On a recent trip to a quiet north Las Vegas neighborhood, where about four out of ten Latinos live, Miguel Regalado went door to door in the sweltering desert heat.

A senior canvasser who has embarked on several campaigns since 2016, Regalado, like hundreds of others, had taken time off from work to speak with voters. So did Rocelia Mendoza and Marcos Rivera, who joined him in strolling through the neighborhood full of nearly identical homes, with white exteriors and red roofs, Halloween decorations on their front yards.

Regalado, a utility porter at the D Casino, and Mendoza, a restaurant bus person at the Wynn who has worked his fourth campaign since 2017, checked their tablets for the list of addresses. When the knocks went unanswered, they affixed documentation and approval guides to people’s doors.

Those who responded were largely black and Latino residents, with Regalado and Mendoza relating to some in Spanish. They have often framed their arguments around signing a petition calling for “neighborhood stability” — a set of proposals to stop rent increases in Clark and Washoe counties, where Las Vegas and Reno are located — and to support the candidates, largely Democrats, who have signed up to support the cause. These two cities represent battlegrounds for Republicans and Democrats, as Republicans have successfully persuaded more Latino voters in Las Vegas since 2020, but have lost ground with them in Reno.

David Damore, chair of the political science department at the University of Nevada, Las Vegas, said door-to-door operations were key to encouraging turnout among Latino voters. Without the union’s door-to-door, whose membership is overwhelmingly people of color, “Nevada wouldn’t have gone from red to blue,” Damore wrote in an email. “There are some hard-fought wins down the line this cycle.”

Ted Pappageorge, secretary-treasurer of the Culinary Workers Union, told the Guardian that working-class Nevada residents of all racial and ethnic backgrounds have expressed concern to members about rent, the cost of inflation and the rising health care costs.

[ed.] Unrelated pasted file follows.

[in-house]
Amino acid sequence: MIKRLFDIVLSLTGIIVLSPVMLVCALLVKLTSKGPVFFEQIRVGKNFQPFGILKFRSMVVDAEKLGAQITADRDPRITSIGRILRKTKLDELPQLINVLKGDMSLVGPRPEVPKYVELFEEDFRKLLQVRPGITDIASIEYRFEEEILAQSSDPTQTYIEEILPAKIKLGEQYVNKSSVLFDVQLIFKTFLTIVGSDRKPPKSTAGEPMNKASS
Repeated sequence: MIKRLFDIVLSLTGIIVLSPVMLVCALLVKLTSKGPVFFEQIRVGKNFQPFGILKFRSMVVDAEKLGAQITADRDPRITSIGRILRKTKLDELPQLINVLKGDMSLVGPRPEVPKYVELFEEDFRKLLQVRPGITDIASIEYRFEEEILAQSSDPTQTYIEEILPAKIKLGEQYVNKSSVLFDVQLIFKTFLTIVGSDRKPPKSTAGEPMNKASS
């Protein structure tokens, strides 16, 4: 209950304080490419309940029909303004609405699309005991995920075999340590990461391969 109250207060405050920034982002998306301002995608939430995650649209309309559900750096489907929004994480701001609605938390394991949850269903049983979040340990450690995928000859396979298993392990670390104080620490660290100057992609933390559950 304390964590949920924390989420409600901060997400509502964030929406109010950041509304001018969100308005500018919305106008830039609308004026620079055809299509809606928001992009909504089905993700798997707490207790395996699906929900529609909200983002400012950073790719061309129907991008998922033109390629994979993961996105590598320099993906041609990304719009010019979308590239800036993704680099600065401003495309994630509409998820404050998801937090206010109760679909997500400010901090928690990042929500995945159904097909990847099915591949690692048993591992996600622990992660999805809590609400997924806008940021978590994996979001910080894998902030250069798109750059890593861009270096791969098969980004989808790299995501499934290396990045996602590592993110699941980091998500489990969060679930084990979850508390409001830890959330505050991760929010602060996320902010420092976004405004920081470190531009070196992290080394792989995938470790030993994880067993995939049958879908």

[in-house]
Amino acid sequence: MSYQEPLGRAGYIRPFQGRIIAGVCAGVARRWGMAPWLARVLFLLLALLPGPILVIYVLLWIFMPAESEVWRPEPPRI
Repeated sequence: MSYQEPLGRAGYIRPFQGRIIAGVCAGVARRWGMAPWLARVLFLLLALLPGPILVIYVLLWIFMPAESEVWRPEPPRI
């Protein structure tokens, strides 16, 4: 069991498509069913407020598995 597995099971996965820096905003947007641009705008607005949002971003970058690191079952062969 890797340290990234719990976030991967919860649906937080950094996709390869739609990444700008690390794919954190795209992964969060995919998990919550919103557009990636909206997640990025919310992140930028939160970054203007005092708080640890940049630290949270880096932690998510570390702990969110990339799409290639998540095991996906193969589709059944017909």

“Our members can’t afford houses like they used to,” said Pappageorge, who served as union president for a decade. “We see that people are worried and want to know what to do. And we have a plan to win.

The canvassers themselves face housing constraints. Before the pandemic, Regalado tried to buy a house. He made offers and felt qualified. “I’ve outbid every time I’ve done it,” Regalado says. He worried about what he had heard from members of the community about companies buying properties in Las Vegas as investments and the strain this is putting on people’s lives.

“Rising prices are making it harder for everyone to buy a house and find a place to live. They’re buying up rents and raising prices all at once, making it harder and harder for the community to have decent housing We have also seen eviction notices in apartment complexes due to rising rents.

Marcos Rivera, who was approaching for the first time, said he too wanted to buy a house but was forced to rent an apartment. His family’s rent has gone up by more than 40%. He worried about landlords lobbying to raise rents mid-year.

“If we don’t do anything about it, it will continue to grow. It’s absolutely insane,” Rivera says. “We should only have one job to support our family and our rent. We shouldn’t have two jobs to live decently.

In its latest canvassing announcement, the union noted that its goal of one million door knocks in Reno and Las Vegas would reach “more than half of black and Latino voters and more than a third of Asian voters. Americans from the Pacific Islands to Nevada”. .

OWhile her daughter fiddled with food at El Mercado, Lopez, who does not support abortion rights, recounted how since the U.S. Supreme Court struck down Roe v Wade, she wondered what other constitutional rights would be taken away from women like her and her daughter.

Underlying this was the anxiety that she would be unable to provide the life her parents had for her, that due to the cost of living in America she would not be able to afford a house, even though his parents owned two houses.

“As a Hispanic woman, I’d like to say we’re able to do what my parents came to do,” Lopez says. “It’s crazy how my parents came here illegally. They own two houses. And I was born here and I can’t afford to buy a house because they’re skyrocketing.

Lopez, who is canvassing the Culinary Workers Union, registered herself and her family to vote for the first time. She understood those she met who were disenchanted with politics, who faced evictions and the instability of unaffordable living situations as their jobs were disrupted by the pandemic. But she is determined to make sure they have a say in the political future of the state.

“Our voice matters,” Lopez told the Guardian when asked about the collective power of Latino voters. “We can make a change.”